Secluded on Mt. Helicon in Greece, just south of Delphi, is the Monastery of Hosios Loukas (Holy Luke). A triumph of Byzantine art and architecture, it is no surprise that this church is a UNESCO World Heritage site. Decorated with a combination of mosaics and frescoes, I made certain to stop at this church. While its difficult to capture the feeling of being in such an amazing place, hopefully the images and music in this post will help transport you that beautiful place of marble and holy Byzantine faces.
Posts tagged ‘Byzantine’
So many European cities are jumbles of art and architecture, a testament to the evolving history of the urban area. Beneath these modern cities are fractured layers of a Renaissance, Gothic and Ancient past, but you have to try hard to imagine how things looked during any one period. It’s truly amazing to find a city that retains its character from one specific age. The abandoned Byzantine city of Mystras in the mountains just above Sparta in the Southern Peloponnese, is one such frozen city. You can walk through the ruined streets and largely intact religious buildings of this UNESCO World Heritage Site and be right back in 1350 AD.
The Hagia Sophia in Istanbul is one of the most beautiful buildings in the world. The dome upon dome design creates an immense open space, but things are not exactly as harmonious as they seem. To cover up the huge support structure, trompe l’oeil murals were added in the 19th century so that gallery would appear more uniform. Finding these panels while you take in the breath-taking sight is an odd touch of reality in an otherwise divine architecture.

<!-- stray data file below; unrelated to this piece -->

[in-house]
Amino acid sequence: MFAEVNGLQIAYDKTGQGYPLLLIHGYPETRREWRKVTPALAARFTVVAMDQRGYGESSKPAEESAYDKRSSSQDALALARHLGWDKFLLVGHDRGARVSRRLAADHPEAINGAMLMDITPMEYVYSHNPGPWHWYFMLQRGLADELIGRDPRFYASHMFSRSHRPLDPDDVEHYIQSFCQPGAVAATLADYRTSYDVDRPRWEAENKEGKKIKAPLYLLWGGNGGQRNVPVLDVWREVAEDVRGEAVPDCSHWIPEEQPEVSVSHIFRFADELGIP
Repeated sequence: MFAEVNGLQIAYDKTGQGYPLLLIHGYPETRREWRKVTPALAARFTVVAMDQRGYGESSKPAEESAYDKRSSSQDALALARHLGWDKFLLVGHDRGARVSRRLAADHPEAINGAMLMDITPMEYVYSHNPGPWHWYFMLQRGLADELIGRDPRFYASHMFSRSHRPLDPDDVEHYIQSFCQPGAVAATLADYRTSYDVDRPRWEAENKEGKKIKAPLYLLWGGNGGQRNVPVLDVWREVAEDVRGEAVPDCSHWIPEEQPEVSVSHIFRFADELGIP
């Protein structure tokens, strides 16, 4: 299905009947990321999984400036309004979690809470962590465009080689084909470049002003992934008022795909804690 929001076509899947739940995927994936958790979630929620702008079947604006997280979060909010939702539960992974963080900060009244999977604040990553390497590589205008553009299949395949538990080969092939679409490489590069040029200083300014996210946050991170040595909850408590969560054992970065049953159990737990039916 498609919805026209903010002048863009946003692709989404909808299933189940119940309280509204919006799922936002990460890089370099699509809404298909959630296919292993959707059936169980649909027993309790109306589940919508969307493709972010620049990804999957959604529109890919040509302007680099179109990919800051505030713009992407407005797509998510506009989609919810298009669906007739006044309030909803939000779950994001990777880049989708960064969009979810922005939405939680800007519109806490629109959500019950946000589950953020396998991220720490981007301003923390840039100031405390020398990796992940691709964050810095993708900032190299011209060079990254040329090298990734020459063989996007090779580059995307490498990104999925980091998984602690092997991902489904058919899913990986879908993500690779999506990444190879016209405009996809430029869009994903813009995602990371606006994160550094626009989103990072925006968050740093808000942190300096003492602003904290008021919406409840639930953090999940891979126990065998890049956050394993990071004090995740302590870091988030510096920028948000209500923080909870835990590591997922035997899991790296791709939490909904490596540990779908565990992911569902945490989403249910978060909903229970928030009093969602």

While this practice seems unthinkable today, across the Mediterranean, ancient Greek and Roman structures were salvaged for building materials in subsequent centuries. Given the prevalence of the Catholic Church in the Middle Ages, pagan buildings were at best a curiosity. The Parthenon in Rome is said to have only survived because it was converted into a church.
The Pentelic marble used to construct ancient Athens proved to be too alluring for Byzantine builders. You can see blatant example of stone theft in the piece-meal construction of the 13th century Panagia Gorgoepikoos Church in Athens. While the materials were stolen, the care with which pieces were selected and incorporated suggests some appreciation for classical art.
On November 11th, the Art Institute of Chicago opens its Mary and Michael Jaharis Galleries of Greek, Roman, and Byzantine Art. I have to give the AIC a lot of credit for the best museum construction sign ever! I saw this while visiting in August:
Greek art, get it?
Anyways, these galleries sit awkwardly in the hallway to the Chagall windows making it a difficult space for a curator to work with. The remodeling construction this summer consisted of numerous, single item sized, free standing display cases. From the few mockup images I’ve seen, the galleries will be a lot less crowded and more focused. (Click here for a panorama of one of the former Roman galleries). I presume fewer items will be displayed making for a more focused collection. If anyone stops soon, I’d appreciate a report back on the new space!